More details are emerging about Bank One's (ONE) - Get Report recent gatherings with selected market professionals, and they appear to support the assertion that the nation's fourth-largest bank has been selectively disclosing important information.

TheStreet.com

Tuesday

reported that the beleaguered Chicago-based bank held two small, private meetings with analysts and investors in New York Monday. The article also quoted an analyst who was present at one of the get-togethers saying that nothing material was disclosed by the two senior execs who hosted the events, acting CEO Verne Istock and CFO Bob Rosholt.

But it appears that much material information was imparted at the lunchtime gathering with brokerage analysts at The Pierre hotel, going by accounts of the meeting published by two analysts who attended. Among other things, data on customer attrition, bad loan levels and asset writedowns were given out, all topics that are key to understanding the depth of Bank One's current problems and determining when any recovery might take place at the bank.

SEC Crackdown

The

Securities and Exchange Commission

is proposing

rules aimed at preventing selective disclosure of material information by companies. In its proposal, the Washington-based regulator wants companies that do happen to release information selectively to rectify the situation by quickly disseminating that information to the public through a press release. Bank One hasn't issued a press release referring to any of the matters discussed at the Monday meetings.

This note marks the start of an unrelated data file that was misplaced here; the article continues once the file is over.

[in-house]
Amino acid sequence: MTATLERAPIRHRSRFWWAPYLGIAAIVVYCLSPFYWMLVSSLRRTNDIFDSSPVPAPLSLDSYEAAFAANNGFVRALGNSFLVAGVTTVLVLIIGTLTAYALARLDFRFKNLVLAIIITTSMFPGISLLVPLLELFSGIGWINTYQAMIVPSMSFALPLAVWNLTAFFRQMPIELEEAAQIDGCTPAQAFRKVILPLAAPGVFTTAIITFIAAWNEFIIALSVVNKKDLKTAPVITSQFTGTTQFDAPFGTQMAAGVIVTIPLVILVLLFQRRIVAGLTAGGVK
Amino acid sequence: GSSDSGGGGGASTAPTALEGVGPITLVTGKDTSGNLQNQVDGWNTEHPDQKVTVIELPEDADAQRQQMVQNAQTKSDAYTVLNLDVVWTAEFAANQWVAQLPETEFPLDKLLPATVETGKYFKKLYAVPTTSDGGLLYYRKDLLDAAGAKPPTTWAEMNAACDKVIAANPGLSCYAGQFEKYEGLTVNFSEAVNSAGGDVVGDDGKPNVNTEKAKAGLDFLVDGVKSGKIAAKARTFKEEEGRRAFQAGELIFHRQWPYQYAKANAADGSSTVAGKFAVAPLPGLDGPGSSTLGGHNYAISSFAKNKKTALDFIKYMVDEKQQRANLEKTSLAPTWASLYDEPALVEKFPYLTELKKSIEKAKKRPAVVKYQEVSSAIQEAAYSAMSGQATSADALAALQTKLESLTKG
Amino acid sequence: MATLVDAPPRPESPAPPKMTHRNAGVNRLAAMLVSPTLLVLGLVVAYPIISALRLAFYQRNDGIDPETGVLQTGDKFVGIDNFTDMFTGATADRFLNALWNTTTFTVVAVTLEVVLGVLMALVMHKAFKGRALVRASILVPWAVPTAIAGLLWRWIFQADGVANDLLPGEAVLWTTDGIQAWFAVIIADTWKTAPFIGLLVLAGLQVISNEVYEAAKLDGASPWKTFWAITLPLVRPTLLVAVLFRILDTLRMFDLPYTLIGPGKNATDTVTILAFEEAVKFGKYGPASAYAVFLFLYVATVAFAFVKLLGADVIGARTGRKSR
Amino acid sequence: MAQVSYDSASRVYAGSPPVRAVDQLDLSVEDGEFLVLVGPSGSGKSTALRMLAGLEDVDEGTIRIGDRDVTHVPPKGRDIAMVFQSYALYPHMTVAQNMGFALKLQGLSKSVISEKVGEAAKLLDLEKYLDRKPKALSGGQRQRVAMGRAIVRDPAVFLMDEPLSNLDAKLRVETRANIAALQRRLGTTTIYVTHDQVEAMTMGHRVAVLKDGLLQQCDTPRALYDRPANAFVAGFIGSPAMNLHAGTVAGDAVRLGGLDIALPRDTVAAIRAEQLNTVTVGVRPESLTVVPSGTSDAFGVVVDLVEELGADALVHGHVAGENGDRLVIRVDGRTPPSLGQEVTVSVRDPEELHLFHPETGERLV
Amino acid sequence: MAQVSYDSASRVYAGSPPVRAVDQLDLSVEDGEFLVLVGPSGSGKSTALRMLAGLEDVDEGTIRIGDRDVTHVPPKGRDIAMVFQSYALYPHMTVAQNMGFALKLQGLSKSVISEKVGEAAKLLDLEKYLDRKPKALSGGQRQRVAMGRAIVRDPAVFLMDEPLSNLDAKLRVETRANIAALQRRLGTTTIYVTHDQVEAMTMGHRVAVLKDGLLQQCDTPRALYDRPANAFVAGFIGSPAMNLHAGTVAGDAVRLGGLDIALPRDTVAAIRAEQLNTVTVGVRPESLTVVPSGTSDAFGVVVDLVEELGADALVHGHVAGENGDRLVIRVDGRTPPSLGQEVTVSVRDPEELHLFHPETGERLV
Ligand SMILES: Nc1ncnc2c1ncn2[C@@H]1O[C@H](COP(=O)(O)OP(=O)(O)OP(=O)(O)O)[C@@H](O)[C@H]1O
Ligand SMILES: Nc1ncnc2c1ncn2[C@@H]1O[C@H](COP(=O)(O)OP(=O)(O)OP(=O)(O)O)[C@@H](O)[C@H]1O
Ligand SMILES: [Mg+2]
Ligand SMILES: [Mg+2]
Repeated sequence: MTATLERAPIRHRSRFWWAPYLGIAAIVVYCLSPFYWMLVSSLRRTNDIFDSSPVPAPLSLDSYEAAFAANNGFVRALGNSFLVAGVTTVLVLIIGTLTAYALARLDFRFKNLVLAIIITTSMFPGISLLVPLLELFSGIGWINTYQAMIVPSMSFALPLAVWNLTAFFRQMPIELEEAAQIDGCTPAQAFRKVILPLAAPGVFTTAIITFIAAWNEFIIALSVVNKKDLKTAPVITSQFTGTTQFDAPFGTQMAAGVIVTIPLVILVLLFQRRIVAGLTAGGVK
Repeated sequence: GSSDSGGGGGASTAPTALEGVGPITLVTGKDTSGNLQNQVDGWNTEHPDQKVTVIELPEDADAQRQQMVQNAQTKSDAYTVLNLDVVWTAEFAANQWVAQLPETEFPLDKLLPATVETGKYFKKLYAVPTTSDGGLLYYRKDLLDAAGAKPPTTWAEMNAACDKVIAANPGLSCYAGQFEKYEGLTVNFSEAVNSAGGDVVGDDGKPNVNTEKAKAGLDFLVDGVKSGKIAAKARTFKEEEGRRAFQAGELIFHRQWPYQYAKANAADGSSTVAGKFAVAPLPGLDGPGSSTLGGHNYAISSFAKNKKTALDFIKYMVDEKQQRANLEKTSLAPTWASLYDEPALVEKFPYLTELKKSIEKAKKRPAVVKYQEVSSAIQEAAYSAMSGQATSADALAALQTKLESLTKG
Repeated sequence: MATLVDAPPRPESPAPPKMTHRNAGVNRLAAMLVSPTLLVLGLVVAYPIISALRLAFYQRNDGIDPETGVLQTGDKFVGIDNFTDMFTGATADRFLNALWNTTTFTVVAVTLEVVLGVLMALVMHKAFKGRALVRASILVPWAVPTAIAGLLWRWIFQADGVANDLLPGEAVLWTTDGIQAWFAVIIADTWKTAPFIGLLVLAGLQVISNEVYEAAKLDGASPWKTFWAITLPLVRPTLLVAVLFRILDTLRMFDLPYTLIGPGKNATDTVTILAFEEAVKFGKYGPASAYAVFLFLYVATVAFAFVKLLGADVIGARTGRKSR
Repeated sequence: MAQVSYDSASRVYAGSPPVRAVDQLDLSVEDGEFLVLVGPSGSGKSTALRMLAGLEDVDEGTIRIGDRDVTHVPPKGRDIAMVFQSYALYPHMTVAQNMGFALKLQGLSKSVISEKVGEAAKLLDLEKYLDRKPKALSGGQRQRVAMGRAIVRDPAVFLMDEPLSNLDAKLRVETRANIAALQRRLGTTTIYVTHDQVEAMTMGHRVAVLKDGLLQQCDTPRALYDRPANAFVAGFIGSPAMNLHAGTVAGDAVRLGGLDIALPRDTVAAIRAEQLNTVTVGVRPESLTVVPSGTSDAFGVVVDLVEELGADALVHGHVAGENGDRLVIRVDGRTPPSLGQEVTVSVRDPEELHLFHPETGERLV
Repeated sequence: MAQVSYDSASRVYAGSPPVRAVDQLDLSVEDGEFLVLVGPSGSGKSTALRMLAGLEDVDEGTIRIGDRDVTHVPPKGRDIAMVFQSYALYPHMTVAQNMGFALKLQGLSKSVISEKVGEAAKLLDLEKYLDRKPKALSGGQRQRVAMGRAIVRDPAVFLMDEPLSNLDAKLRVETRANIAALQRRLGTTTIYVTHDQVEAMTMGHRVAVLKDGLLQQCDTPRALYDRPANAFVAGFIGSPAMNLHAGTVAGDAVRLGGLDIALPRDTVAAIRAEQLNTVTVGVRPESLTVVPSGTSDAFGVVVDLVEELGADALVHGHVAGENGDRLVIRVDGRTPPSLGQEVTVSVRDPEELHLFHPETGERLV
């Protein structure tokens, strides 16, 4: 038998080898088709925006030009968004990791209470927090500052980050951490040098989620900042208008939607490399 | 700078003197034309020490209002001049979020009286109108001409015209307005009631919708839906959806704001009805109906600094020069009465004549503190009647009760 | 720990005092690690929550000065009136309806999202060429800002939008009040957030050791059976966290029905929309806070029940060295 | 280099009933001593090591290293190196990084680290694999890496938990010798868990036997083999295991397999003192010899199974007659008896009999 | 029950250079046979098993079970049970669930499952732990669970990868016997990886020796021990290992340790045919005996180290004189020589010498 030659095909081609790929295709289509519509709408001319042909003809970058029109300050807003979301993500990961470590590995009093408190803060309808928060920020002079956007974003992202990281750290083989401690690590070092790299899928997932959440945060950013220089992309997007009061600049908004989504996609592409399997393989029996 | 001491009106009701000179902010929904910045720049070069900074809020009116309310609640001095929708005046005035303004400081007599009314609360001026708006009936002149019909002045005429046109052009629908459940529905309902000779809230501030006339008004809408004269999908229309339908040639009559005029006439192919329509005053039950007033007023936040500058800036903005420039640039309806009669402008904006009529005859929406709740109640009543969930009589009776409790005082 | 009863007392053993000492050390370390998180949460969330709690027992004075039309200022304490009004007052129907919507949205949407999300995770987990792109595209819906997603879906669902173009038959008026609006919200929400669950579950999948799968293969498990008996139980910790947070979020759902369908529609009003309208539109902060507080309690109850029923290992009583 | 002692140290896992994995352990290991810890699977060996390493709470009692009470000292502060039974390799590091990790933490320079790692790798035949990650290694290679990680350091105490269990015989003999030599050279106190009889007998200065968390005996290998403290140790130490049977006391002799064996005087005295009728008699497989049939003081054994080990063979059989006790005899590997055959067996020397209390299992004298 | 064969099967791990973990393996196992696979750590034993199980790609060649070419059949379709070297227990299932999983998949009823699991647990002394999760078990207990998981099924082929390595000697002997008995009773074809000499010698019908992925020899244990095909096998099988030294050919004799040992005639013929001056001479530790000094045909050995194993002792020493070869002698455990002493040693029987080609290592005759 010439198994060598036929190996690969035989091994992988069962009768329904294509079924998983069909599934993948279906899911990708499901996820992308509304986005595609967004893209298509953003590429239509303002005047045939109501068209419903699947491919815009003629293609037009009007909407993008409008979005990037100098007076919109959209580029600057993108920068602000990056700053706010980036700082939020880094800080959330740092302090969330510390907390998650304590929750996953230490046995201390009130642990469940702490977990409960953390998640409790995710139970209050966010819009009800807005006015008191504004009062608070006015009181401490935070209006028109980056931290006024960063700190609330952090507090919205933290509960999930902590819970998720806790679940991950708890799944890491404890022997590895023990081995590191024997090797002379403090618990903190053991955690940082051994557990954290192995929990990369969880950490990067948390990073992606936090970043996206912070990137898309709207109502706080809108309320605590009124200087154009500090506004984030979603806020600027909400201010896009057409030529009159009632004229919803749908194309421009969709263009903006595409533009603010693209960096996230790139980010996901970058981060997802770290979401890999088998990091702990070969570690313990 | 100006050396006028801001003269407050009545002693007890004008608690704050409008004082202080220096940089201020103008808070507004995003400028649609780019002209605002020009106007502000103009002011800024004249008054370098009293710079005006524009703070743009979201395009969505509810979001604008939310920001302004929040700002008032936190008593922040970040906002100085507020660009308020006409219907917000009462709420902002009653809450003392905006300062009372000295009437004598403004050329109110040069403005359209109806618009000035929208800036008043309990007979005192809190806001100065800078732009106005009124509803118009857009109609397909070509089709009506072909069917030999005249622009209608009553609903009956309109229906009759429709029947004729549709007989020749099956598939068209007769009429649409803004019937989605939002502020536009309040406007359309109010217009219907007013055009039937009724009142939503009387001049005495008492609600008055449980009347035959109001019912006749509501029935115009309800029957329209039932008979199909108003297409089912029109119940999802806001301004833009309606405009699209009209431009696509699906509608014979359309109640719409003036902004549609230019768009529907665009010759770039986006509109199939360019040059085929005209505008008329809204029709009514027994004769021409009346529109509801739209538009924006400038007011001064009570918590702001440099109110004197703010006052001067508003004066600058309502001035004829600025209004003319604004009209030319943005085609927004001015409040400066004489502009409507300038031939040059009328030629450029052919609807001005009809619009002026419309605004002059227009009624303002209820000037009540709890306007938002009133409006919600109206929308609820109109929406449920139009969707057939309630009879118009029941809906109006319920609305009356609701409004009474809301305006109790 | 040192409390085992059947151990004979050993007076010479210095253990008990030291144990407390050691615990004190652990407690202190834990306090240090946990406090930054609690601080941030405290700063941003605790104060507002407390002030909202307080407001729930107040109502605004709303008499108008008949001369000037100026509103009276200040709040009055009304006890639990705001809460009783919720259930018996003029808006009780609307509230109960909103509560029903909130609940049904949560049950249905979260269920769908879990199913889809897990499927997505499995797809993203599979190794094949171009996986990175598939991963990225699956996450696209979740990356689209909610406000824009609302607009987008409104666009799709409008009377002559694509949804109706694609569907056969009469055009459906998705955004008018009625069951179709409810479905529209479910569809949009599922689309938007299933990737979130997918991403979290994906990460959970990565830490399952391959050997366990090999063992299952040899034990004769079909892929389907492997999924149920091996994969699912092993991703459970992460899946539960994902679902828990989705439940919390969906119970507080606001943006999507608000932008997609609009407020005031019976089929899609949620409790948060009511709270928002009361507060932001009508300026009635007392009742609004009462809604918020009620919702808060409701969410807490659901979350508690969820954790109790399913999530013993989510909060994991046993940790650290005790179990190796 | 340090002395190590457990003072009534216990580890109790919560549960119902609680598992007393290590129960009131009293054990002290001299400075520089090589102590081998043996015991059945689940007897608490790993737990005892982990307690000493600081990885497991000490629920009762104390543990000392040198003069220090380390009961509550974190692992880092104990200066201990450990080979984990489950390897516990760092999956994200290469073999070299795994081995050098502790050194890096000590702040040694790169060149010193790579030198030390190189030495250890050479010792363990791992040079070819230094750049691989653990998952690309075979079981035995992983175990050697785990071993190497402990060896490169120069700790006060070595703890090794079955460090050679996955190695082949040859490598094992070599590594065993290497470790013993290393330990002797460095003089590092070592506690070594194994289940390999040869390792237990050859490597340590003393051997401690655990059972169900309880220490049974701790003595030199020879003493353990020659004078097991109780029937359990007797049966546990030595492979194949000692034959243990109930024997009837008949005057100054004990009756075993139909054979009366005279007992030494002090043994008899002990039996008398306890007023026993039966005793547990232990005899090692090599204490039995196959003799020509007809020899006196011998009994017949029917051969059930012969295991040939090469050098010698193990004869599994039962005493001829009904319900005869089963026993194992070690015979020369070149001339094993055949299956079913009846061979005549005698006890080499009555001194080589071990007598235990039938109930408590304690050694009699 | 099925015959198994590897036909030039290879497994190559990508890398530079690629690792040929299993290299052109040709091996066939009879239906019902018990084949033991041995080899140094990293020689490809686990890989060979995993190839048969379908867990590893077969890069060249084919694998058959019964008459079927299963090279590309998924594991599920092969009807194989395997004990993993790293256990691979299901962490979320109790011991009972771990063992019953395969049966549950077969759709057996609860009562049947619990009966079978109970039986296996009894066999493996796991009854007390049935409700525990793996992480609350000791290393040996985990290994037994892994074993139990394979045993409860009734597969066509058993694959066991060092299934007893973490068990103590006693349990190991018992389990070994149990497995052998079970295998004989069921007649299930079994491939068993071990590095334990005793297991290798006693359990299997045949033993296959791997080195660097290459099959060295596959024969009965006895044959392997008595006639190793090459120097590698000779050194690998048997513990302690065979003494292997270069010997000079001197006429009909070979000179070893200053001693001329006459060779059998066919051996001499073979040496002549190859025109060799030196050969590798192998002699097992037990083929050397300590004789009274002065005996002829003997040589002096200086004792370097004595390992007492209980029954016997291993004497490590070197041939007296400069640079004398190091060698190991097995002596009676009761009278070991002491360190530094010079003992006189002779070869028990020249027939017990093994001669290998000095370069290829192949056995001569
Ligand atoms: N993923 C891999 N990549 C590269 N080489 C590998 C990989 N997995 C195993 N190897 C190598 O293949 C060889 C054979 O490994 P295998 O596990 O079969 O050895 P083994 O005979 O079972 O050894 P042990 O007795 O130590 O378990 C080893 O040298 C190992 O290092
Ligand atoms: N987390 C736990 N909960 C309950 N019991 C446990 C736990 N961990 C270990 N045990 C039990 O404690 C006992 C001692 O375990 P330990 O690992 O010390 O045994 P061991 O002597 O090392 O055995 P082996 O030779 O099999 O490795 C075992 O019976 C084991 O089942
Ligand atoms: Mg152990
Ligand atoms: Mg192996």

A spokesman says Bank One doesn't believe that the information disclosed at the New York meetings was material, and he denies that the meetings were instances of selective disclosure. The SEC didn't comment on Bank One's New York meetings.

Merrill Lynch

banks analyst Sandra Flannigan is one analyst who was there. (Merrill rates Bank One a long-term accumulate and the firm didn't immediately say whether it has done recent underwriting for Bank One.) Flannigan's March 14 note focuses on Bank One's faltering credit card division,

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First USA

. Perhaps most interesting, she writes that Bank One execs said credit card-related bad loans are likely to be up $100 million in the year's first quarter from fourth-quarter levels.

That increase would mean annualized loan losses will jump to around 6% of managed loans in the first quarter from 5.45% in the fourth, according to Katrina Blecher, a

Brown Brothers Harriman

analyst who also attended the lunch. (Brown Brothers gives Bank One a neutral rating and didn't immediately say whether it has done underwriting for the company.)

In addition, Bank One is writing down the value of credit card securitizations that it has retained on its books, Flannigan learned at the meeting. This writedown is equivalent to 3 to 4 cents a share in the first quarter, she adds. Bank One is expected to earn 61 cents a share in the first quarter, according to analysts surveyed by

First Call/Thomson Financial

.

What's Material?

Charles Peabody, a banks analyst at New York-based

Mitchell Securities

, says he wasn't able to get into the analyst meeting, despite making several requests. He says that the information imparted was material. (Peabody rates Bank One a hold and Mitchell has done no underwriting for the company.)

Bank One stock was up 1 1/2, or 6.0%, at 26 1/4 at midafternoon Wednesday.

On a more positive note, Bank One shared that its attrition rate, or the proportion of customers it loses, has been around 16% in the first quarter, down slightly from 17% in the fourth. In addition, the bank said its First USA expenses will be $25 million-$50 million lower in the first quarter than in the fourth, the Merrill analyst wrote. First USA will return around 1% on managed receivables in the second quarter, vs. the 0.5% expected for the first, Flannigan wrote.